But it needs to be handled with care, you need a clear idea of what accuracy you have on any projected values, what range of outcomes your data can (and can’t) define. And I would look to talk more about profit and risk value than a headline revenue figure – where this piece of the puzzle fits into the whole.
Which is why I said newbies should try to understand more than just the headline figures in analytics or the testing tool, they need to understand and then report back how the optimisation effort relates to the business
On a similar note to the above:
Site conversion rate as the only metric and “typical” conversion rates you should aim for. Conversion Rate is a ratio – you can make it move by adjusting several factors. Higher site conversion rate is not always what is needed.
There is no single average conversion rate for ecommerce or a particular vertical. There is a distribution, a range in which it might typically fall.
So I am always wary when a stated target is to “increase conversion rate by 20%” or “convert at 7% as that is the average for our vertical”. Unless it is then explained what a conversion rate at that level will deliver to the business, what other factors in the market affect the achievable range.
Quantify and also report against which parts of the equation they will change to impact this KPI.
Because dropping price by 50% and offering free delivery for everyone will increase Conversion Rate to well above the “average for our vertical”. But unless it has been costed and the business is still viable you are sacrificing the business health and growth for a vanity KPI. In the same way, the “Site Conversion rate” is made up of New and Return Users, desktop and mobile, high frequency low value buyers/leads, low frequency high value buyers/leads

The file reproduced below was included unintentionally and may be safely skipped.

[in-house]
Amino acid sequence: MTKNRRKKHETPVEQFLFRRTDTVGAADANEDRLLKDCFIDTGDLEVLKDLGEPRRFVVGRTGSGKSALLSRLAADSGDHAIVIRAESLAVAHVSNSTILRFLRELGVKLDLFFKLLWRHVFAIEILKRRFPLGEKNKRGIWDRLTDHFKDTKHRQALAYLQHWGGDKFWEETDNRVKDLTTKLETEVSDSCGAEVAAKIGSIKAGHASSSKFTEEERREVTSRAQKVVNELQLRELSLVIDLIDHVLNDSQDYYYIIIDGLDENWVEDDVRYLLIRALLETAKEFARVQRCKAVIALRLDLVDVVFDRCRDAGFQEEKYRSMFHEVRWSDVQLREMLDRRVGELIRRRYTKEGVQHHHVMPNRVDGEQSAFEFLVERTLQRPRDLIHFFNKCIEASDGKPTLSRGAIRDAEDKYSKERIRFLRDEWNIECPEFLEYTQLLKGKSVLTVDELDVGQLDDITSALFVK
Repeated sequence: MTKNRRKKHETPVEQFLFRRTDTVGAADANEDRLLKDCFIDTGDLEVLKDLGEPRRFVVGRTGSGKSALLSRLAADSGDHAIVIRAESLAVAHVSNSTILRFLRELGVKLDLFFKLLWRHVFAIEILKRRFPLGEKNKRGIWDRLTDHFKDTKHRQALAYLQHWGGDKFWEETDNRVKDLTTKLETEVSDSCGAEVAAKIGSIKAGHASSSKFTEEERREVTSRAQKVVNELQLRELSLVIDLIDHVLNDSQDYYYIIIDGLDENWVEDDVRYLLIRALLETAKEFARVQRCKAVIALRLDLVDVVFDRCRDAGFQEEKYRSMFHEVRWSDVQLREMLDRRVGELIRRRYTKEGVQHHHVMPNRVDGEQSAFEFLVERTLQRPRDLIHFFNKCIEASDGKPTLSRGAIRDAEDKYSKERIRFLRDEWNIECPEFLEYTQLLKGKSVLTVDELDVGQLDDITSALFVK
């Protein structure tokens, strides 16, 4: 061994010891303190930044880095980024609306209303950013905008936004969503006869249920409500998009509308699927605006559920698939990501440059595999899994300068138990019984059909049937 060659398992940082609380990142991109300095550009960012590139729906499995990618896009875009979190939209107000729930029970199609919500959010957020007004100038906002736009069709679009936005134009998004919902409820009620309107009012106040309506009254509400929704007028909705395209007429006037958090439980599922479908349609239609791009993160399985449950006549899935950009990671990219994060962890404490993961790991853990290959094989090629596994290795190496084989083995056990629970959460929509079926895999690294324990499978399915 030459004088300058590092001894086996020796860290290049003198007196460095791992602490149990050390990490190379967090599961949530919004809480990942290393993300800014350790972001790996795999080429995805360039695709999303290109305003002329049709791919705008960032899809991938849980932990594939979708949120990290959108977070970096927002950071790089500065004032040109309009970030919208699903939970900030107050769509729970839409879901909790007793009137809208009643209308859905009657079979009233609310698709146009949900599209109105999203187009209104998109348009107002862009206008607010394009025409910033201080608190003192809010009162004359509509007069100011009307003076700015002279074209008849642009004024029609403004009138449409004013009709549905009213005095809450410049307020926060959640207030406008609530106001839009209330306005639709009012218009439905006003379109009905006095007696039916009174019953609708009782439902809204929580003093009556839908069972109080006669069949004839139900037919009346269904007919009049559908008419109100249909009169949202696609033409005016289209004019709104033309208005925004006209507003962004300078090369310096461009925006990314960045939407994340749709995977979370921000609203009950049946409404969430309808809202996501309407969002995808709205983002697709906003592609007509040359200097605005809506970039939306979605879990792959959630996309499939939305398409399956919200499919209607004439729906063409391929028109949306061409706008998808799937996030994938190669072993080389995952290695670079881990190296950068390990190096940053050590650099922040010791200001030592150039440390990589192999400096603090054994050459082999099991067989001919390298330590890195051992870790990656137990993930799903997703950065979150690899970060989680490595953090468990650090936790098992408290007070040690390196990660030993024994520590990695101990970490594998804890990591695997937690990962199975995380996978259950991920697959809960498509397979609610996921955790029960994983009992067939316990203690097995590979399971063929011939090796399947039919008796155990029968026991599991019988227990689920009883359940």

The total is made up from its parts. Each of which will have their own challenges and effect from macro factors. Whilst you can report a bump to the overall site conversion for an outcome, you should always be able to show which part of the audience changed to contribute to that.
So if New users convert 10% more on a test, Return are neutral, the site conversion rate won’t reflect the change that was made, just the diluted proportion of that which New users represent against the whole.
Be clear on this – yes the cumulative effect will impact the overall conversion rates. But the reported site conversion rate is only the averaged effect of only part of the equation.